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Biogas


What is biogas and what is it made of? Definition and explanation:

biogas is produced by fermenting liquid manure, organic waste from feed and food production and renewable natural resources. This natural product can be converted into fuel, electricity or heat. In many countries biogas serves as an environmentally friendly alternative to fossil gas and is fed into the public gas grid. For this, it must have certain pressure and quality conditions that are ensured in the course of processing. The name Biogas deceives about the origin of the raw materials, because they do not have to come from organic farming.

Production of biogas


For the production of biogas different raw materials are used, which are of plant origin. The most important raw materials include biowaste from gardens and kitchens, silage, by-products of grain processing and renewable crops such as corn. Even livestock manure from excrement of cattle, pigs or poultry can serve as starting materials for biogas. These materials are slowly decomposed in huge steel vats under the exclusion of light and oxygen - ie under anaerobic conditions. The containers are also called fermenters, which refers to the conversion of raw materials by microorganisms. In the course of fermentation, a gas is gradually formed, which is collected in film hoods. Left behind are fermented remains, which are used in agriculture as fertilizer again. The recovered raw gas contains up to 75 percent methane and impurities such as sulfur or carbon monoxide. After these chemicals are removed by cleaning and drying, the methane content increases up to 96 percent. The resulting biogas can finally be fed into the gas network via a special system and made usable.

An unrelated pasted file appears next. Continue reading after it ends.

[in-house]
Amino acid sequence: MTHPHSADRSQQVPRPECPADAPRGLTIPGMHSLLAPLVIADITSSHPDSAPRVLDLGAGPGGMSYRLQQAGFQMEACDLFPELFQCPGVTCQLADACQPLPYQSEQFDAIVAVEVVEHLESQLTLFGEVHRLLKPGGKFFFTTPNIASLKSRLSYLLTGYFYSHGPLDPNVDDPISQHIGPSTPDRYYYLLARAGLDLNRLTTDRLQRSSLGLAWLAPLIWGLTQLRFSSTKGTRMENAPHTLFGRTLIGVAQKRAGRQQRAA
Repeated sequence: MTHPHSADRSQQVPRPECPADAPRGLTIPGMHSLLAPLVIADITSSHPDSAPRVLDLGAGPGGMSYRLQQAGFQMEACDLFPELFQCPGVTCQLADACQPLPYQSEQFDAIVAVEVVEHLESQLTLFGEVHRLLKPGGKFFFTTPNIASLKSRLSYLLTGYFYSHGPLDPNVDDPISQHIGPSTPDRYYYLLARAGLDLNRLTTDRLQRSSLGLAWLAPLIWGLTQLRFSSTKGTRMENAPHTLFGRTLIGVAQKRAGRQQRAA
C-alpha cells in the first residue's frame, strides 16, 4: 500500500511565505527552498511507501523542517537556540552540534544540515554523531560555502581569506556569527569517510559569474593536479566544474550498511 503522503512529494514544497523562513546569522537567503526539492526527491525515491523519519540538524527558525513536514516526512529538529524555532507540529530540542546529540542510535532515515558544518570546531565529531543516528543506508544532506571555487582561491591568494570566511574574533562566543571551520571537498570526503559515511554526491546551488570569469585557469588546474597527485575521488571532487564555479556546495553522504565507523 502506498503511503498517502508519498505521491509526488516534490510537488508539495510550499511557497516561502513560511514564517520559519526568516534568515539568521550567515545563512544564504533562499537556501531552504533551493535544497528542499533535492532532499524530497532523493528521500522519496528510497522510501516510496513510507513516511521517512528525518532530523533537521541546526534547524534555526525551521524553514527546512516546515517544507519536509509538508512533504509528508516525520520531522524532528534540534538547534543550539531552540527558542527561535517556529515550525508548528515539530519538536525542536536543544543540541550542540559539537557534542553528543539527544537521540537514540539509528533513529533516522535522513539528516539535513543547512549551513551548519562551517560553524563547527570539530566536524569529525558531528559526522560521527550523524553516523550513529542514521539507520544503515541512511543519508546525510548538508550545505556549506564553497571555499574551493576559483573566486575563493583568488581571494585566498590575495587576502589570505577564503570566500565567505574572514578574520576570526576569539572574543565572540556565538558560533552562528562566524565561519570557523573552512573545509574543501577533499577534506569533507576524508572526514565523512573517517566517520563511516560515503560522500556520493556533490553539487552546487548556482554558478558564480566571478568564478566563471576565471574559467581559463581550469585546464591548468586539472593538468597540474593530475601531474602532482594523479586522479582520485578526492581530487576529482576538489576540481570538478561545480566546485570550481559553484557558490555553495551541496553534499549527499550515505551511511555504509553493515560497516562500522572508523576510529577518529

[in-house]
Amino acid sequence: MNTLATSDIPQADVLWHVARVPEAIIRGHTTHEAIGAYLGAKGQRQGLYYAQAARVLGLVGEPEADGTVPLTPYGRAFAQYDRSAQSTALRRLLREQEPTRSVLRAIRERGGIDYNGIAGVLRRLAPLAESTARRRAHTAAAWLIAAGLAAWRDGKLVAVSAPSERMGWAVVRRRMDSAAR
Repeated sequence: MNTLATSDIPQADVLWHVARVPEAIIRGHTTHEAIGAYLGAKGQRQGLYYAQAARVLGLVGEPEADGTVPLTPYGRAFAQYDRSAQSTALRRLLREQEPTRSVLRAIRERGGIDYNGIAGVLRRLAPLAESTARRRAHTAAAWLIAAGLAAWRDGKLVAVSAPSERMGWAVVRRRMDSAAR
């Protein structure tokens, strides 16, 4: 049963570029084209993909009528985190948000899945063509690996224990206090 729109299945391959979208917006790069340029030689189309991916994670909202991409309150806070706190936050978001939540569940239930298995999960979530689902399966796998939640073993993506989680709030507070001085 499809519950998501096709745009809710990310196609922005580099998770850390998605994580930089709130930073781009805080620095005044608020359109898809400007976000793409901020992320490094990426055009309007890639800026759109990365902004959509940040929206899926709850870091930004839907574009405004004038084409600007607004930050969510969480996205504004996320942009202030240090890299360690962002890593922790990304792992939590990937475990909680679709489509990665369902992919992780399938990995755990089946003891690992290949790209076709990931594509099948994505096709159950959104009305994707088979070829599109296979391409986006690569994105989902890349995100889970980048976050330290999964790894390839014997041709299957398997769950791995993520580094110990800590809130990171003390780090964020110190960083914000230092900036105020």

Use of biogas

Desulfurized and purified biogas has the same chemical properties as fossil natural gas and can therefore easily be used to operate heating systems. A major advantage of this renewable energy source is that, in contrast to solar or wind energy, it is available throughout the year and can be used continuously to generate heat and power. In Asia, millions of households today are powered exclusively by small biogas plants.